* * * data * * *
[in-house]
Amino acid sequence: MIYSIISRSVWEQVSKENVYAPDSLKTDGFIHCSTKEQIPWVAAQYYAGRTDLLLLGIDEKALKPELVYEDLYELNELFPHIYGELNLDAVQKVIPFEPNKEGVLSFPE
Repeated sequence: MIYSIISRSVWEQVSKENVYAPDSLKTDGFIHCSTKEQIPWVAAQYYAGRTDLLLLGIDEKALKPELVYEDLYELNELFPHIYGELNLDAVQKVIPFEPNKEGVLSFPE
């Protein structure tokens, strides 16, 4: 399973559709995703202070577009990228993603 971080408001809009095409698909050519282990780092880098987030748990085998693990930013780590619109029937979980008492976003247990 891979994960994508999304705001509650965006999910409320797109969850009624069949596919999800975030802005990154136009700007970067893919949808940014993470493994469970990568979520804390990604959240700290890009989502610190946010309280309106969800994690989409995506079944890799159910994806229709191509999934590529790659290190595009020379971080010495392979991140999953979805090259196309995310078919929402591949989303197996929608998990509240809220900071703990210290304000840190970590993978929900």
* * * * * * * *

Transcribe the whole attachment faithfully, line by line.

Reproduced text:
[in-house]
Amino acid sequence: MIYSIISRSVWEQVSKENVYAPDSLKTDGFIHCSTKEQIPWVAAQYYAGRTDLLLLGIDEKALKPELVYEDLYELNELFPHIYGELNLDAVQKVIPFEPNKEGVLSFPE
Repeated sequence: MIYSIISRSVWEQVSKENVYAPDSLKTDGFIHCSTKEQIPWVAAQYYAGRTDLLLLGIDEKALKPELVYEDLYELNELFPHIYGELNLDAVQKVIPFEPNKEGVLSFPE
């Protein structure tokens, strides 16, 4: 399973559709995703202070577009990228993603 971080408001809009095409698909050519282990780092880098987030748990085998693990930013780590619109029937979980008492976003247990 891979994960994508999304705001509650965006999910409320797109969850009624069949596919999800975030802005990154136009700007970067893919949808940014993470493994469970990568979520804390990604959240700290890009989502610190946010309280309106969800994690989409995506079944890799159910994806229709191509999934590529790659290190595009020379971080010495392979991140999953979805090259196309995310078919929402591949989303197996929608998990509240809220900071703990210290304000840190970590993978929900």